While the Pittura Metafisica of Giorgio de Chirico had been an important inspiration for Höch since the early 1920s onwards, it was during this period of tension, uncertainty and fear that she fully embraced the Surrealist idiom in her painting, discovering in it a path to artistic freedom amid the ‘nightmarish’ atmosphere of the ‘illusory world of National Socialism’ (quoted in The Photomontages of Hannah Höch, exh. cat., Minneapolis, 1996, p. 17). In Der Berg, Höch examines the universal and timeless theme of the cycle of life through the metaphor of a mountain hike – several figures are seen at different stages of climbing the steep, stark mountain, their slender, simple forms appearing almost doll-like in their anonymity. While some take the clearly delineated path, traversing the mountainside along an established, predetermined route, others look for more direct shortcuts to the top, such as the figure clinging to the cliff-face. At the summit, a lone figure stands tall, their body basking in the bright sunlight of the distant star that hangs in the sky, while to the right, a stream of figures are seen descending from the peak, heading towards a dark cave in the mountainside, where they will disappear.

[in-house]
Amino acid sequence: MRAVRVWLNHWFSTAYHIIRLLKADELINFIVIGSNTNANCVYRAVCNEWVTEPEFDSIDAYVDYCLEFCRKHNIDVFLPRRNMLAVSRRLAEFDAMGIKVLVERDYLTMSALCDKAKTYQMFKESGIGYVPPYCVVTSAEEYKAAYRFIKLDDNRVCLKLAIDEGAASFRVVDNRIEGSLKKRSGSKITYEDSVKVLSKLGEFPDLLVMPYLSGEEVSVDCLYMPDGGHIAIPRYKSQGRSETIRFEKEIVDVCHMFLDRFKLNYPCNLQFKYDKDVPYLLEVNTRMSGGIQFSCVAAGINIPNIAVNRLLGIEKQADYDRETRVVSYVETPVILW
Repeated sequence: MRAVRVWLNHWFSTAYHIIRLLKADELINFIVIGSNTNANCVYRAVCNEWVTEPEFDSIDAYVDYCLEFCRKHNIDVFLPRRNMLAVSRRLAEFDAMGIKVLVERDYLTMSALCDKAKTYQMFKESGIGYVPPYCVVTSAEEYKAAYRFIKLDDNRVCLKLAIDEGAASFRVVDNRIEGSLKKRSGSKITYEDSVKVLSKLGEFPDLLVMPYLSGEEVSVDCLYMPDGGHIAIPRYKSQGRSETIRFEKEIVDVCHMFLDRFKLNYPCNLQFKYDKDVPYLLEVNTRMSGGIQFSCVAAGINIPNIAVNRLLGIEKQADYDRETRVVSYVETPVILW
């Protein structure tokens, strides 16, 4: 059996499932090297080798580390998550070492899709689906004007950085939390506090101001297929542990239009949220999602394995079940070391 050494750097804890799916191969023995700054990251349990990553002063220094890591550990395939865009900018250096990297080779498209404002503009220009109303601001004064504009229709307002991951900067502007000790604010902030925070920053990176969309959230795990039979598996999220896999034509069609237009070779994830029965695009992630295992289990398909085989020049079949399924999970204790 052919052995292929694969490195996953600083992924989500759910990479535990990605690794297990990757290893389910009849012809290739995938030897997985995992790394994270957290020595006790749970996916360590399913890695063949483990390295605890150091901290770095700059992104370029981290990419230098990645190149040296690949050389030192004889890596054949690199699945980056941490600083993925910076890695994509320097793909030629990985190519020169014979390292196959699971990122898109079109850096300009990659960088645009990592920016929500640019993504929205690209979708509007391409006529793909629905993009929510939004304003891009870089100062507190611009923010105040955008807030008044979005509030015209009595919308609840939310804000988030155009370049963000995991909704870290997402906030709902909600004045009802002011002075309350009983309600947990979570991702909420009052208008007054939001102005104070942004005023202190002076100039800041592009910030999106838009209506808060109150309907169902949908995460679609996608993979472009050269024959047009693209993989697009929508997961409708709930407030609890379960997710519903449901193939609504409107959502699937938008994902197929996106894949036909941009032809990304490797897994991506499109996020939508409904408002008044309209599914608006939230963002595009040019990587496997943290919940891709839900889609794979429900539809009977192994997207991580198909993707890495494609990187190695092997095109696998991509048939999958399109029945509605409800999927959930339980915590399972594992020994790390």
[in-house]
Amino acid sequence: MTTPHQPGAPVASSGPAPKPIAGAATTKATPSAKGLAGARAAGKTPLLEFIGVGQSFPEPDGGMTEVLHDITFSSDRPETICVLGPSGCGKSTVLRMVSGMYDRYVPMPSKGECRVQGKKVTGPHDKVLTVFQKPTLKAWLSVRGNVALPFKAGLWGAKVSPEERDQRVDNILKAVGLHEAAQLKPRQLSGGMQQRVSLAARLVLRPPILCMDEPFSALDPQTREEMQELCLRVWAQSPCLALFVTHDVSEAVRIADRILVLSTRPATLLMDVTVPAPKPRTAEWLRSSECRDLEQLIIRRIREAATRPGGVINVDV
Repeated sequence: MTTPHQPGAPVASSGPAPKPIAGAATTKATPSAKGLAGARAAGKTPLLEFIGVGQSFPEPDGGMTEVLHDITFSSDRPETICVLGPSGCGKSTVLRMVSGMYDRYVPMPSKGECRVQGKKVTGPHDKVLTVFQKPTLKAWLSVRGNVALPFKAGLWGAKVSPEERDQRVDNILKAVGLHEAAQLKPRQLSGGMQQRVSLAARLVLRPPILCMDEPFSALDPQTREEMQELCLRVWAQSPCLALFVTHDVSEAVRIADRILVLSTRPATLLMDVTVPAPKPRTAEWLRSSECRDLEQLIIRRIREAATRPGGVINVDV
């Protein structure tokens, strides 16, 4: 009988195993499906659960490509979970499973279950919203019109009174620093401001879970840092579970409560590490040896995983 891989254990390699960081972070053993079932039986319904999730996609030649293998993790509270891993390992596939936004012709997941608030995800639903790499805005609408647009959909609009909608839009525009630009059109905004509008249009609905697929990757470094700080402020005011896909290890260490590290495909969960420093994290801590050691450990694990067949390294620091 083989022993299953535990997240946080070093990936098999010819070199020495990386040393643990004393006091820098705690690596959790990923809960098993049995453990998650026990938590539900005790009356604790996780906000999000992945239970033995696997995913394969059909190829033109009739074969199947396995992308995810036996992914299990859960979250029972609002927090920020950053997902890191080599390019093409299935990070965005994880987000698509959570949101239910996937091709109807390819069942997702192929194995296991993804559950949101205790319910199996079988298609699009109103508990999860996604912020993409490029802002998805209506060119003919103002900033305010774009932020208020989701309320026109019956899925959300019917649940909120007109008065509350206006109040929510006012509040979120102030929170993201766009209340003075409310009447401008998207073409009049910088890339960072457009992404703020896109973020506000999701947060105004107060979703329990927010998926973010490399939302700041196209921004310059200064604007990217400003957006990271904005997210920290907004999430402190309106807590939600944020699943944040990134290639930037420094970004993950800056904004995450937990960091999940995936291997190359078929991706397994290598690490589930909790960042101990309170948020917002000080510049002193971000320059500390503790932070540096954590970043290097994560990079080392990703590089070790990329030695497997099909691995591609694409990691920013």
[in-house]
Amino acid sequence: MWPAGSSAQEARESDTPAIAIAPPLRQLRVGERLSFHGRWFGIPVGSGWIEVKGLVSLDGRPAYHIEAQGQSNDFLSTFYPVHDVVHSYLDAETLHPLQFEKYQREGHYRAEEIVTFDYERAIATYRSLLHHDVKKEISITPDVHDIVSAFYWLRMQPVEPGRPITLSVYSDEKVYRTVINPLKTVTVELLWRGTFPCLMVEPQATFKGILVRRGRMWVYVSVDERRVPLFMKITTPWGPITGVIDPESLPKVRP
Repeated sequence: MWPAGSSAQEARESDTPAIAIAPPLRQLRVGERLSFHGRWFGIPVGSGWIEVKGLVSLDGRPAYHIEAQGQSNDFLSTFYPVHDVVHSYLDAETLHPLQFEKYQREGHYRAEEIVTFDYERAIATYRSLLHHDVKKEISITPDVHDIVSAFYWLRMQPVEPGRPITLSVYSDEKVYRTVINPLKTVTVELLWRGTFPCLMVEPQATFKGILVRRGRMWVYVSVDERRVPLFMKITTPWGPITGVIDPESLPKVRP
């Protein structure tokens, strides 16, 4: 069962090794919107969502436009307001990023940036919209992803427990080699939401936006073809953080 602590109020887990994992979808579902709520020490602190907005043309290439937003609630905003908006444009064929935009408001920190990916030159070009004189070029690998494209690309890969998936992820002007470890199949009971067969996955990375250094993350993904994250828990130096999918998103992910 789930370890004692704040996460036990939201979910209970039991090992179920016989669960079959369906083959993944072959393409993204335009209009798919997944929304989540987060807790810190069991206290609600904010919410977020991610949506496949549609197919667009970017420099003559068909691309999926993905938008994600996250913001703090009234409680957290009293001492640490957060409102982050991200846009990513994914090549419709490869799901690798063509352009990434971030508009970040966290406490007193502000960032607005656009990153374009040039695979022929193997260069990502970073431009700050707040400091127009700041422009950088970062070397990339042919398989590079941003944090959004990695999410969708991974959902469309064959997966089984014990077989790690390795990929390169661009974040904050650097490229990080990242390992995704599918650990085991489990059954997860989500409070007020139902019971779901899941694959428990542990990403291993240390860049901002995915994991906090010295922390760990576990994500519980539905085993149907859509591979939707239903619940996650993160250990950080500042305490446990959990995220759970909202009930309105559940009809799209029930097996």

Höch signifies the different ages of her humanoid characters through a nuanced treatment of body language and pose – while the figures on the left of the composition seem filled with youthful vigour and energy, boldly racing through the initial stages of the climb, the characters descending the shadowy slope and entering the cave are hunched over, their movements slow and careful as they navigate the treacherous path. This progression of time and life is echoed in the foreground of the painting, where three botanical elements are clustered together, their forms illustrating different stages of their lifecycle, from the lush beauty of the bright red flower in full bloom, to the pale blue leaves of a plant on the brink of withering, and the bare, lifeless tree at the centre, completely uprooted from the soil and ready to be discarded. While the doll-like figures and rock formations of the mountain, reminiscent of wrinkled leather, also appear in Höch’s cover designs for Victor Witte’s 1938 adventure novel Der Berg Lichtes, in Der Berg the artist explores profound questions about humanity and the journey of life, at a time when the chaos and turmoil of German politics and the impending war placed such certainties in peril.